Updated: Oct 18, 2018
The Sears at Northlake Mall closed and we got one of their part-time employees as a result. You may have met Donna, she works at Finders Keepers Fashions and I’ve already received rave reviews from many of you. She also works full time as a teacher and insists on working Saturdays and Sundays and one evening a week if possible. She has the work ethic of a generation known for doing whatever it takes to get ahead. Even after she’s worked all day or all week, she never stops hustling during her Finders Keepers shifts. She’s a gem.
Many twenty and thirty-somethings are living at home because they just can’t afford living on their own, I know because my extended family is no exception. Their current jobs cannot afford them a nice apartment, cell phone coverage, and money to eat out regularly when they have car payments and student loan debt. I have often suggested the option of a second job, like waitressing or bartending, part-time retail work or driving for Uber or Lyft. Perhaps find a roommate or two in a safe but not-so-fancy apartment complex? Their response is usually that they don’t want to work a second job or live with a roommate and why would they when living at home is so lovely…and free?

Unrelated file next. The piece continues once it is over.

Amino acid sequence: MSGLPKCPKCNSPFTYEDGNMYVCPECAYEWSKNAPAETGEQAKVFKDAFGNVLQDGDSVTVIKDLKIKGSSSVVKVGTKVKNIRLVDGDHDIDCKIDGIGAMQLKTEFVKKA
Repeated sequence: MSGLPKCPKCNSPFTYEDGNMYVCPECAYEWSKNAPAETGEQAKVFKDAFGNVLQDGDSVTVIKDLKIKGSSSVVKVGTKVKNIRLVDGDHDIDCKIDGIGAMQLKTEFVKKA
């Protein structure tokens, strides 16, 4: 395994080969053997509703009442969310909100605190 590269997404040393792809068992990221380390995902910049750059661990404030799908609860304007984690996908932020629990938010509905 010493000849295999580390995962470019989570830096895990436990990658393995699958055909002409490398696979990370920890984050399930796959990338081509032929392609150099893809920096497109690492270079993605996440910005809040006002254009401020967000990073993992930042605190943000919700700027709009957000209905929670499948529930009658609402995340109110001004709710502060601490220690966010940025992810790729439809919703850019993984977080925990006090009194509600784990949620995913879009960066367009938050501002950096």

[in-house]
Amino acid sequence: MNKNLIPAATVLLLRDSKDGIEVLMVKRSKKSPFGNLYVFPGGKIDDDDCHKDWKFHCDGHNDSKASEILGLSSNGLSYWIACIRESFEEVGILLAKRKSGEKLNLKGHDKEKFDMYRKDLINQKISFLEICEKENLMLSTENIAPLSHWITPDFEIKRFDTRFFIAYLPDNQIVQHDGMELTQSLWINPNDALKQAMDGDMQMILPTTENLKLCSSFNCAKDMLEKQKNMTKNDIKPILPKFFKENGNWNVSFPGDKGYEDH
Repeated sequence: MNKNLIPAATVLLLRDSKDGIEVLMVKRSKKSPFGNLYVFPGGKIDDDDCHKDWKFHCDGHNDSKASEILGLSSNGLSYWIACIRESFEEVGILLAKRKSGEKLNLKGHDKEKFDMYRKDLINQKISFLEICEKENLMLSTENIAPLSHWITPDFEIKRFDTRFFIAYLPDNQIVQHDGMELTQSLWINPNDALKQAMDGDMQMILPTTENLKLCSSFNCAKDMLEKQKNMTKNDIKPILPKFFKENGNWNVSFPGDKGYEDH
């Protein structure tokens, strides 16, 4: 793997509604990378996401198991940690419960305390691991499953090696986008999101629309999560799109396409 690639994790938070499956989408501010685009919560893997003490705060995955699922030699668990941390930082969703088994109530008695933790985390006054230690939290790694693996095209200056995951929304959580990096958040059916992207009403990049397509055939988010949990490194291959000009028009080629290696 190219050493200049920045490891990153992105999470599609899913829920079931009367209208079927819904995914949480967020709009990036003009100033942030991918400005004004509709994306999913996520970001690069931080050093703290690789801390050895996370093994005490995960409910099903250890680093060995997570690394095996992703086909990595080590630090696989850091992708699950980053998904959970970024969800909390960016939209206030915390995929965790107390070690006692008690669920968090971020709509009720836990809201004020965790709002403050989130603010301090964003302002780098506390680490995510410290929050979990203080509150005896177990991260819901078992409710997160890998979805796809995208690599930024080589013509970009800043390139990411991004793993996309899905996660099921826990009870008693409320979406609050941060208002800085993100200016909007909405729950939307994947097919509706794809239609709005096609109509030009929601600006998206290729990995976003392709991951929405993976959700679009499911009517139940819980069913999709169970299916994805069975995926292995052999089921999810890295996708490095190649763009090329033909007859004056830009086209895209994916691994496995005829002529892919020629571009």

My husband often worked a second job in the early years of our marriage and though I stayed at home with the children for several years, I had several small part-time jobs that paid for groceries. Whatever I made was the grocery budget that week and we rarely ate out. We learned a lot in the lean years, our version of our parents’ Great Depression which I realize pales in comparison because I grew up in very good economic times which lasted until I graduated from college (and I’ll save that story for another time).
My intention for this post was to share some information I recently read in the Wall Street Journal about Sears titled “The Rise and Fall of an American Icon” with a timeline of major events. But that too is a post for another time. I think what must be on my mind is the number of part-time jobs that are going unfilled all over this town while well- educated young people wait for better times to go out on their own. The reality is we make our own “better times” by doing what it takes to get what we want. Time’s a-wastin’ and so much is learned when we’re on our own, working jobs that may not be what we want to do forever but can add tools (maybe even Craftsmen tools) to our toolboxes, making us that much more valuable in the workforce marketplace.
The working world is a marketplace and those with the most skills, the most experience and the most hustle shine above all the others and get what they want. It takes hard work, desire to get ahead and eagerness to show up and shine and we are all capable to muster up these characteristics if we want to. The question is, “Do we want to?”